The breadline is a very real prospect for many at retirement. Most people born post 1970 are facing very different retirement prospects to those of their parents and grandparents. Back then, a job was for life and final salary pension schemes were commonplace. If you worked for a company for 30 years or more, you were sorted.
Those were the good old days but times are very different today. It’s every man for himself. Many of us are heading for the breadline in retirement, and unless you have a plan, you may be heading for the financial abyss. It’s one thing being poor, but being old and poor is quite another. Here are five ways to avoid this:
1: Assess your situation: Any good plan starts with knowing exactly where you are as a starting point. Where exactly are you now? Do you have any current pension arrangements, or nothing at all? Do you have any old pensions with previous companies? Do you have a personal pension? How is it invested? What is it likely to produce if maintained at its current level? A good independent financial adviser will be able to assess your current position and help you project where you are heading.
2: Determine what you want: Now that you know where you are and where you are heading, determine whether that is what you want. Are your current arrangements adequate? If not, your adviser should be able to help you determine the shortfall between where you are now and where you want to be. Your adviser could convert that shortfall into monetary terms and give you an idea of what sort of capital you would need to build between now and your chosen retirement age to be financially secure in retirement.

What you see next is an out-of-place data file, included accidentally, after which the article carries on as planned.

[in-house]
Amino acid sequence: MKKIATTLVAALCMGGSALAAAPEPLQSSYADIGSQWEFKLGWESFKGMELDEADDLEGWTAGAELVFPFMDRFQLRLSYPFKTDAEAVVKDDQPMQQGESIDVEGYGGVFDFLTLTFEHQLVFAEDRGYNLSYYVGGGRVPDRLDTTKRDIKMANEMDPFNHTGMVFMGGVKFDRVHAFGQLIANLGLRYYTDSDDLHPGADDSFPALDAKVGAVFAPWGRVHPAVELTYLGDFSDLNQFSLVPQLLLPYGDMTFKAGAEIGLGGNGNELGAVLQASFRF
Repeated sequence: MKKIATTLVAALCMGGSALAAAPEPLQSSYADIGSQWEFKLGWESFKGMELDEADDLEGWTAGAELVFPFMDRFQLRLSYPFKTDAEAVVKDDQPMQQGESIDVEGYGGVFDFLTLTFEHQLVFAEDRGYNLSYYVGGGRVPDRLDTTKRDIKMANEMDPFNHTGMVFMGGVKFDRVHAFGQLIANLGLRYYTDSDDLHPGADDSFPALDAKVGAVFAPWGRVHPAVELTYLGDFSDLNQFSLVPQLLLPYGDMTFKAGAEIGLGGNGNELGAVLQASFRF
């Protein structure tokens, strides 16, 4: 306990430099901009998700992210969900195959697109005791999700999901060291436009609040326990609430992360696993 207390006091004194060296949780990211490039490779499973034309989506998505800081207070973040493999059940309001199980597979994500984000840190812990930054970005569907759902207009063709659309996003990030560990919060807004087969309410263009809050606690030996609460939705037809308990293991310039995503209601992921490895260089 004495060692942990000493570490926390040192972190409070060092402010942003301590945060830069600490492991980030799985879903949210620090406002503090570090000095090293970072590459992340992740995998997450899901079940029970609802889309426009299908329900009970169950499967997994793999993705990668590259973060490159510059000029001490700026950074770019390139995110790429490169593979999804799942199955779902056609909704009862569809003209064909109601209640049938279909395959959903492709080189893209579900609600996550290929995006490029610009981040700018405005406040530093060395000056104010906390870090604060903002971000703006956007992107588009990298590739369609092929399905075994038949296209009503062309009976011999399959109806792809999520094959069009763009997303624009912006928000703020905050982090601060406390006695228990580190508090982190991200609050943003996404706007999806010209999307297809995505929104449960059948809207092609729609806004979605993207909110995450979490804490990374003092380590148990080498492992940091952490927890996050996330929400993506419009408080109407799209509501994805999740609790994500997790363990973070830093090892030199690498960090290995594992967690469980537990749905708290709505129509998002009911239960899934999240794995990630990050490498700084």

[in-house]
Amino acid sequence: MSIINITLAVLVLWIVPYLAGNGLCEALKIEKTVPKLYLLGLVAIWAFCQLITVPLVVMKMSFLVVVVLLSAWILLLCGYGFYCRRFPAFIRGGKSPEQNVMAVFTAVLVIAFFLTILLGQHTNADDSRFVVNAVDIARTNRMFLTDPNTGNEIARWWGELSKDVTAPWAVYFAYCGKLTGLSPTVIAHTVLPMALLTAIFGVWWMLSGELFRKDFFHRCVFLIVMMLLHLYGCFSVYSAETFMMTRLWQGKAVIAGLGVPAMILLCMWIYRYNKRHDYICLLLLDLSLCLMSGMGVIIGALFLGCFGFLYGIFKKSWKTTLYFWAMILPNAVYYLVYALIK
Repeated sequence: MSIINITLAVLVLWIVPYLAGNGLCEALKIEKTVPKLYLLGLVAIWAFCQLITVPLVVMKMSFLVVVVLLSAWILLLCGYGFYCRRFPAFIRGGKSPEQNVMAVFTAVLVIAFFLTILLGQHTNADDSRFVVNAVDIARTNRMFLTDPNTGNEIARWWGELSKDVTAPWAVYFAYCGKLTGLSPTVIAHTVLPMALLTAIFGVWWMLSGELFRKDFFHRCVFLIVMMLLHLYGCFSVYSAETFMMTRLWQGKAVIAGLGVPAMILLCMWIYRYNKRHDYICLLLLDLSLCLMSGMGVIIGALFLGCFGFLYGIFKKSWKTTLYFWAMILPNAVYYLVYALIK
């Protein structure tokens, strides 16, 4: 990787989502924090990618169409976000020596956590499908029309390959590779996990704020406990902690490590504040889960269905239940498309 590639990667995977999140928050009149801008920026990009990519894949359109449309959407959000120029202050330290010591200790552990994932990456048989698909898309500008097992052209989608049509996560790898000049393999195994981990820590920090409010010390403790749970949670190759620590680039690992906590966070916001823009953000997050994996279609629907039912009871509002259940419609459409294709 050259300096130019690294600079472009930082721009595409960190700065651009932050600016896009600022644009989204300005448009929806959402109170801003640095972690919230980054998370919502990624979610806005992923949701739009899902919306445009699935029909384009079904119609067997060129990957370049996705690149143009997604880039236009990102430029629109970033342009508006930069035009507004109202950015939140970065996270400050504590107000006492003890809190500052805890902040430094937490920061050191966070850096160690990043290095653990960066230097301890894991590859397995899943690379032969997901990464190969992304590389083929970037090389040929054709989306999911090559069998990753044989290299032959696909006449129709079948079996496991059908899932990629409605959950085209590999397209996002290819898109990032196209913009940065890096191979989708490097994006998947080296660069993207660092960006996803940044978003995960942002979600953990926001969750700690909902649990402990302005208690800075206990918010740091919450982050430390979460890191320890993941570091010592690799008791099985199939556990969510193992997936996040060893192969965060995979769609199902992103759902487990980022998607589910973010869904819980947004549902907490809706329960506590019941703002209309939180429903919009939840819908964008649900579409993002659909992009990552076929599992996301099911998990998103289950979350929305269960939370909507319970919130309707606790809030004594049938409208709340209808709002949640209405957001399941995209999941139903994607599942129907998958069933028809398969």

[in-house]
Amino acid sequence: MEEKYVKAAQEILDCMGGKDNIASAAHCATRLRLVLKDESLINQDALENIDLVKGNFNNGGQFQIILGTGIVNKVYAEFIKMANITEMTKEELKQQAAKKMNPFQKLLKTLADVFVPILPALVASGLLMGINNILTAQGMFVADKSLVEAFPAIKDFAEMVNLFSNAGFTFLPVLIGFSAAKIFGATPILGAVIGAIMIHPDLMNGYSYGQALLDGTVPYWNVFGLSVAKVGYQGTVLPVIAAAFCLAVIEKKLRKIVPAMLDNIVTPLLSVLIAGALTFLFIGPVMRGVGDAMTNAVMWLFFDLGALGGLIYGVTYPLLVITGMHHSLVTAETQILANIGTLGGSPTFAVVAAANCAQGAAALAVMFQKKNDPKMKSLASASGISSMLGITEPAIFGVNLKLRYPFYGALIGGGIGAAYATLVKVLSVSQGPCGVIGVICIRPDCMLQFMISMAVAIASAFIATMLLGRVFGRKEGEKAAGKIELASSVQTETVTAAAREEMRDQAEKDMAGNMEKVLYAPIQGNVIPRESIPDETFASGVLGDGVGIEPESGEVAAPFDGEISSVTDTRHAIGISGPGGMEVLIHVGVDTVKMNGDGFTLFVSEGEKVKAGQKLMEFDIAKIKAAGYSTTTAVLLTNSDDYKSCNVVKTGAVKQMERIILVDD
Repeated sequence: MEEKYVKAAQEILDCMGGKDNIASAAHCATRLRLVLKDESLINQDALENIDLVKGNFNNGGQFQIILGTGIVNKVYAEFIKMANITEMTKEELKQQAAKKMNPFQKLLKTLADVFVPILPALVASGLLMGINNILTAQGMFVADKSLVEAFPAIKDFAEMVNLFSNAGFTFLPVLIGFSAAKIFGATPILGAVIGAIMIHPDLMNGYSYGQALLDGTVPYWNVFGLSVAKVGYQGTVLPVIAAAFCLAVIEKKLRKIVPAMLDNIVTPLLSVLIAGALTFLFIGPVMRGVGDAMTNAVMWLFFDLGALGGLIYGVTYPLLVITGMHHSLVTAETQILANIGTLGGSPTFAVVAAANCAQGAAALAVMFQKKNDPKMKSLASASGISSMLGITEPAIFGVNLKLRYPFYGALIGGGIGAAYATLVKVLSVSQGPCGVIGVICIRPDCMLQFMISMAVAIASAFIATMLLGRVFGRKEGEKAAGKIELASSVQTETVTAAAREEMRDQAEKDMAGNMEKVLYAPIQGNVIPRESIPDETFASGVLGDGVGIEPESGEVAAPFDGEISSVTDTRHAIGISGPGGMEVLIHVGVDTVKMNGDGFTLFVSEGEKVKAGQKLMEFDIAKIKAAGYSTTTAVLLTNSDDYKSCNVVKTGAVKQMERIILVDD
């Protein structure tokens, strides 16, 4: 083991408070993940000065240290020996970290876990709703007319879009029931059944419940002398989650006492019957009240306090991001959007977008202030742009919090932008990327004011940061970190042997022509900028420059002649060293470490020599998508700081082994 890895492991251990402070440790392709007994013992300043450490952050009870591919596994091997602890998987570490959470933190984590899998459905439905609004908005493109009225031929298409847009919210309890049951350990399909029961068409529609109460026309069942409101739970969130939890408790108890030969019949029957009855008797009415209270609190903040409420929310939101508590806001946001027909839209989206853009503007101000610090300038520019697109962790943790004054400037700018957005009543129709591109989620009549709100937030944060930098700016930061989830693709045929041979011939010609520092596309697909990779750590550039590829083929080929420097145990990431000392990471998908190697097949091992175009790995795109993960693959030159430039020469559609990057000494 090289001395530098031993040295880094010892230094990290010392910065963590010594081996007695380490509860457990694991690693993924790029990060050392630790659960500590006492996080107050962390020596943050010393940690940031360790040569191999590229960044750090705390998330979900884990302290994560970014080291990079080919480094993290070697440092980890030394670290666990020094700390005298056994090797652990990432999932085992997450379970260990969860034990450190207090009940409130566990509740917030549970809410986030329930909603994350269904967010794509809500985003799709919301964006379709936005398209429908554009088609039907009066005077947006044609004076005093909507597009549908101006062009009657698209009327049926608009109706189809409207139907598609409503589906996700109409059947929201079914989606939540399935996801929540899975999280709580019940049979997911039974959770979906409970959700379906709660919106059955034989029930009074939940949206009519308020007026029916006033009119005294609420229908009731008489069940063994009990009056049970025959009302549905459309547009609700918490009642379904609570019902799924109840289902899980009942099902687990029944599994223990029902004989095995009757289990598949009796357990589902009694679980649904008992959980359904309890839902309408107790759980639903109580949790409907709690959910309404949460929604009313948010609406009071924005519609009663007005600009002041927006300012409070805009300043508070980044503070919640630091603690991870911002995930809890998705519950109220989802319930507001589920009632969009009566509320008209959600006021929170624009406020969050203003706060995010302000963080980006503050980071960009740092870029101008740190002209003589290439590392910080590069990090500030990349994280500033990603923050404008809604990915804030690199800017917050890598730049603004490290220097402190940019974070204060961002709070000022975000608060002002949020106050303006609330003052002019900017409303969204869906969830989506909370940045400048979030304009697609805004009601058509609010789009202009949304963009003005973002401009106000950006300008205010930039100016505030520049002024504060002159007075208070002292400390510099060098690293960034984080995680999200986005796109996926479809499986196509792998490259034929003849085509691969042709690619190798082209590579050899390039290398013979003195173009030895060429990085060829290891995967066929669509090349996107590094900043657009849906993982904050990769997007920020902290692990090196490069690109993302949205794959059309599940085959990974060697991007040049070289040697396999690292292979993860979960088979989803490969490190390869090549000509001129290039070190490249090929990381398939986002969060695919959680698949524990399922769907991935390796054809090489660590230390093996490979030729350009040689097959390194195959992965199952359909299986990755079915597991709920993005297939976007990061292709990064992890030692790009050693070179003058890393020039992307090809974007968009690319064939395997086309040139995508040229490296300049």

3: Consider your options? Let us assume that your financial adviser has determined that you have a pension shortfall of a certain amount. Let’s say you are 30 and that shortfall is £200,000.
Personal Pension or SIPP? This is the traditional way of panning for retirement with excellent tax benefits.
ISA? This is a slightly different and more flexible proposition to a pension plan. There are pros and cons for both options.
Property? You could consider the prospect of downsizing when older to release the capital you need. Or you could consider building a portfolio of buy to let properties.
Run? In other words, leave the country! Understandably, this option is becoming more and more popular – especially after the recent weather spell! The plan would be to pay off your mortgage at your retirement age and then sell the property. This is a high-risk strategy and your calculations would have to be spot on to work.
4: Have a plan: Once you have decided what option works best for you, start putting together your plan. Determine how much it would cost you on a monthly basis, or whether you would need to find a lump sum of capital to fund your strategy. Think of all the pros and cons of your plan and assess the risk involved. Again, your financial adviser should be able to help you devise a plan and consider the risks.
5: Implement your plan: Do it now! It’s amazing how many people come up with amazing plans on paper and then do nothing with them. Your strategy is useless without implementing it. Get started and avoid the breadline. The clock is ticking.
Article by Mr. Akwasi Duodu(BSc Fin Econ, CeMAP, Dip PFS)-Managing Director/Founder of The Sterling & Law Group Plc
*Here is a link to watch a sneak peek of my upcoming interview with him which will be published on my YouTube channel 'Angie Broks' tomorrow Sunday the 26th of February 2017